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Knowledge, Networks and Nations: Global Scientific Collaboration in the 21st Century

(royalsociety.org): The Royal Society has launched a major new study which will attempt to answer these questions. Knowledge, Networks and Nations, in co-operation with Elsevier, will map and analyse where, why and by whom science is being carried out around the world, and how this is changing. It will examine how international networks of collaboration are changing the way in which scientific research is conducted and funded, and the implications of these developments for global decision makers in science, business, NGOs and government.
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U.S. Census Bureau to Eliminate Strategic Publications Including Statistical Abstracts

(newsbreaks.infotoday.com): Last month, the Census Bureau released its budget estimates to Congress for FY2012 requesting $1 billion for discretionary spending. Responding to the Administration's request that all Agencies "curb non-essential administrative spending" and "seek ways to improve the efficiency of programs without reducing their effectiveness," this is 16% below the annualized FY2011 funding budget authorization under the current Continuing Resolution.
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Who changed the periodic table?

(nrc-cnrc.gc.ca): In honour of the International Year of Chemistry, Dimensions takes a peek behind recent changes to the periodic table - that marvel of simplicity and scientific achievement that represents the building blocks of chemistry. Remember the periodic table with its neat rows and columns of elements grouped into alkali metals, lanthanides, and noble gases? Maybe you had to memorize the order of the elements, or even their atomic weights?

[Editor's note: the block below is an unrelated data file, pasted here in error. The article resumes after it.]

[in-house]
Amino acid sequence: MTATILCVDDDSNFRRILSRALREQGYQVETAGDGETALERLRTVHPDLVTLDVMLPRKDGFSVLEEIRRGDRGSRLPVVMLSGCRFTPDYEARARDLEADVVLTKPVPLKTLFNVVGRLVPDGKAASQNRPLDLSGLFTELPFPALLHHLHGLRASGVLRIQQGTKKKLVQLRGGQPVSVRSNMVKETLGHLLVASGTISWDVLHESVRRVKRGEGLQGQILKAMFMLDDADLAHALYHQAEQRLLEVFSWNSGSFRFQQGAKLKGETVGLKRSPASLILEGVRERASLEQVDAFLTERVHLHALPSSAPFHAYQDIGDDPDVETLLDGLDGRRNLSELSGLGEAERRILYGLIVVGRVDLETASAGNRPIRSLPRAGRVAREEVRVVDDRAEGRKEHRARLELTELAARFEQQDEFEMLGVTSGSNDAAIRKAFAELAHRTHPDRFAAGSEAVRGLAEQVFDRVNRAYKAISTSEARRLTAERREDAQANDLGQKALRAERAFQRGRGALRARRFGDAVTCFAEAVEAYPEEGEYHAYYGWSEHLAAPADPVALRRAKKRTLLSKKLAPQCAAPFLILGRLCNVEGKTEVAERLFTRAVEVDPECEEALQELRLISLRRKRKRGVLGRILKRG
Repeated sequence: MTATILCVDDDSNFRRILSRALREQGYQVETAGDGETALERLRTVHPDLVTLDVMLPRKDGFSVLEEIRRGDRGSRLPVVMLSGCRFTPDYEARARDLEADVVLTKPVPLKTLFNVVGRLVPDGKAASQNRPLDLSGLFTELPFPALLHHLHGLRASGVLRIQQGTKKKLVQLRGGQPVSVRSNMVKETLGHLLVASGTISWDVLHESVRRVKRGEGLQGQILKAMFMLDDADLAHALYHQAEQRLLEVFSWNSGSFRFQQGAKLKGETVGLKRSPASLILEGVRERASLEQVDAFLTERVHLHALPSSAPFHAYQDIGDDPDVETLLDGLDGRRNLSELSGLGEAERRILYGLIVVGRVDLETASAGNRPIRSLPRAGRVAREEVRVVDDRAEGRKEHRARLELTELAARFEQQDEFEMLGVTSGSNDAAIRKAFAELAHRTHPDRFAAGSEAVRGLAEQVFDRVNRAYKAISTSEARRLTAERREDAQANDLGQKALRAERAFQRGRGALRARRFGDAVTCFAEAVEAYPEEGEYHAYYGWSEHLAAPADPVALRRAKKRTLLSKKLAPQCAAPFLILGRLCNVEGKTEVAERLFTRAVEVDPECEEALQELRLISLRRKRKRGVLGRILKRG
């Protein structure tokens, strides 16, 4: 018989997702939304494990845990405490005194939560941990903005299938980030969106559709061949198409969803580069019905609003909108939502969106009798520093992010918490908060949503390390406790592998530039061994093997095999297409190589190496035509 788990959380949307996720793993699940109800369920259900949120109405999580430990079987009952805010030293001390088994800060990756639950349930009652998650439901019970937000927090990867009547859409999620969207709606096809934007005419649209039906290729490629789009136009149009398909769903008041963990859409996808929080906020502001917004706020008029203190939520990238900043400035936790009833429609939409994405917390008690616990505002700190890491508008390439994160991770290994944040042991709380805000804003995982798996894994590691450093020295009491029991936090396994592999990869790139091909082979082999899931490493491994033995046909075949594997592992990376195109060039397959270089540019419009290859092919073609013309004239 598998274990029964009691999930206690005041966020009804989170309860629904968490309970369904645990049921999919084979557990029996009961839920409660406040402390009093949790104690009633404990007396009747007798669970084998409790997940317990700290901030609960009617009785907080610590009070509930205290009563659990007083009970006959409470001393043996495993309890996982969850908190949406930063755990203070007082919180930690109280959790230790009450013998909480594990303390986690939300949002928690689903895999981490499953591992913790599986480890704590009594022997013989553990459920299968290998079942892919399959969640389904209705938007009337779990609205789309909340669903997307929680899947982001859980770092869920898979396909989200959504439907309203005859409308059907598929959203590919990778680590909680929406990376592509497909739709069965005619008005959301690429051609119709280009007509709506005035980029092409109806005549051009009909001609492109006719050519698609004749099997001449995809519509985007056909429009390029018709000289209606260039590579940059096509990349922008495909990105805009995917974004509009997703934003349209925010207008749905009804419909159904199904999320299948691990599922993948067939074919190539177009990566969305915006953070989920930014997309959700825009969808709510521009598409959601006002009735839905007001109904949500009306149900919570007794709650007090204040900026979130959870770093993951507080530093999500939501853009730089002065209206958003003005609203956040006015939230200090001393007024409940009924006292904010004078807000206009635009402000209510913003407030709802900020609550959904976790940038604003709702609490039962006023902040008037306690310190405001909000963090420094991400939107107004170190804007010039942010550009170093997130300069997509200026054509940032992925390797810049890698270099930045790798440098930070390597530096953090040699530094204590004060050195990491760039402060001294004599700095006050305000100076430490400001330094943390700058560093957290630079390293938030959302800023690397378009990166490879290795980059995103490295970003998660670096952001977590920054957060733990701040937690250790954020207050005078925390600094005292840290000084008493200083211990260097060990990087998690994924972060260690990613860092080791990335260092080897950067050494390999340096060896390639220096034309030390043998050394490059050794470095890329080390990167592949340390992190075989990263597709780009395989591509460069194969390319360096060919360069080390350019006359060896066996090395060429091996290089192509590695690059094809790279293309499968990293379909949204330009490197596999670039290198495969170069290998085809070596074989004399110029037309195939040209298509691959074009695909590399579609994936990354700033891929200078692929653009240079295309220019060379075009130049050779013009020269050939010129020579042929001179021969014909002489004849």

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Shedding light on retractions

(cmaj.ca): If one were inclined, for some reason, to strike fear into the heart of a medical researcher, it would take little more than whispering a single word: retraction. The phrase "grant application denied" isn't too popular in academic circles, either, but seeing that in a letter is unlikely to distress researchers as much as seeing "retraction" stamped on studies bearing their names.
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Cornell University Library Takes Stand Against Non-Disclosure Agreements

(libraryjournal.com): The Cornell University Library announced today that it will no longer sign contracts with publishers that include nondisclosure agreements (NDAs). Such agreements typically prohibit a library from sharing information about the price and terms of licensing agreements for material such as journal subscriptions and databases. NDAs also may govern how content is used and accessed.
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